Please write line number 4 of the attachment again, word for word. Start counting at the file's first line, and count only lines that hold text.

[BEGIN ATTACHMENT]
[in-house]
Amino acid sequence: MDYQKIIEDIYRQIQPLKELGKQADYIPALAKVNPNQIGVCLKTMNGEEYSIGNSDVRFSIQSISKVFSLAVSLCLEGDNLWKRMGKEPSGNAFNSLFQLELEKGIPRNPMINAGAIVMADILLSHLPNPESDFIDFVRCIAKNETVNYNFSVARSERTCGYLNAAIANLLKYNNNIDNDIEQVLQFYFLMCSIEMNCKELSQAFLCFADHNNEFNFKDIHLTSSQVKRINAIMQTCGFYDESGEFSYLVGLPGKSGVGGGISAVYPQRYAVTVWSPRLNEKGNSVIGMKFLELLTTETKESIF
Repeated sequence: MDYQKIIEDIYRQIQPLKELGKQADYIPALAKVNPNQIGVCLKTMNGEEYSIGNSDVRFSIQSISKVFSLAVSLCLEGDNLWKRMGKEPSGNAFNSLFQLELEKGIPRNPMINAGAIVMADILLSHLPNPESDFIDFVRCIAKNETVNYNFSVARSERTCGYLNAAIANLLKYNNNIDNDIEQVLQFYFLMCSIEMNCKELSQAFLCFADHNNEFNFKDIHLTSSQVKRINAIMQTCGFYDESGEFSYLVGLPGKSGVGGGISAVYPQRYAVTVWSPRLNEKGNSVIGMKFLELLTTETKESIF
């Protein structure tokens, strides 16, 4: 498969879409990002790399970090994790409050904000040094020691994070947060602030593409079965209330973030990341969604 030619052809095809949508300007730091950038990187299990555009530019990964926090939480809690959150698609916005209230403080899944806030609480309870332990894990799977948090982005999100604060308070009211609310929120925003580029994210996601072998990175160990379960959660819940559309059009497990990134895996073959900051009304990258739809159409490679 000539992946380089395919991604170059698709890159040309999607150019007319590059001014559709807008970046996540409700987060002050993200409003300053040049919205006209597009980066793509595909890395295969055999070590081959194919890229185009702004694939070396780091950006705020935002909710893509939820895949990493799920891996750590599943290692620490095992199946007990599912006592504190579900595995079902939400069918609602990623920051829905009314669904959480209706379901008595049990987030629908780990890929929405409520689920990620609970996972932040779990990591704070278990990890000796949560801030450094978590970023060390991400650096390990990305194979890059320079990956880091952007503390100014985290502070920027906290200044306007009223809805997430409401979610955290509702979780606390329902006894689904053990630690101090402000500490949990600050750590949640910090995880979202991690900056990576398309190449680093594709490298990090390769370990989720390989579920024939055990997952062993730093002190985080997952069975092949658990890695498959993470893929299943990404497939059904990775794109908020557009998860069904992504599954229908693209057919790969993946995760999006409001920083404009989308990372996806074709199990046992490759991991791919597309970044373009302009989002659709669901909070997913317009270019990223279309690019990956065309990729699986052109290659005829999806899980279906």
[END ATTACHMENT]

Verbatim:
């Protein structure tokens, strides 16, 4: 498969879409990002790399970090994790409050904000040094020691994070947060602030593409079965209330973030990341969604 030619052809095809949508300007730091950038990187299990555009530019990964926090939480809690959150698609916005209230403080899944806030609480309870332990894990799977948090982005999100604060308070009211609310929120925003580029994210996601072998990175160990379960959660819940559309059009497990990134895996073959900051009304990258739809159409490679 000539992946380089395919991604170059698709890159040309999607150019007319590059001014559709807008970046996540409700987060002050993200409003300053040049919205006209597009980066793509595909890395295969055999070590081959194919890229185009702004694939070396780091950006705020935002909710893509939820895949990493799920891996750590599943290692620490095992199946007990599912006592504190579900595995079902939400069918609602990623920051829905009314669904959480209706379901008595049990987030629908780990890929929405409520689920990620609970996972932040779990990591704070278990990890000796949560801030450094978590970023060390991400650096390990990305194979890059320079990956880091952007503390100014985290502070920027906290200044306007009223809805997430409401979610955290509702979780606390329902006894689904053990630690101090402000500490949990600050750590949640910090995880979202991690900056990576398309190449680093594709490298990090390769370990989720390989579920024939055990997952062993730093002190985080997952069975092949658990890695498959993470893929299943990404497939059904990775794109908020557009998860069904992504599954229908693209057919790969993946995760999006409001920083404009989308990372996806074709199990046992490759991991791919597309970044373009302009989002659709669901909070997913317009270019990223279309690019990956065309990729699986052109290659005829999806899980279906």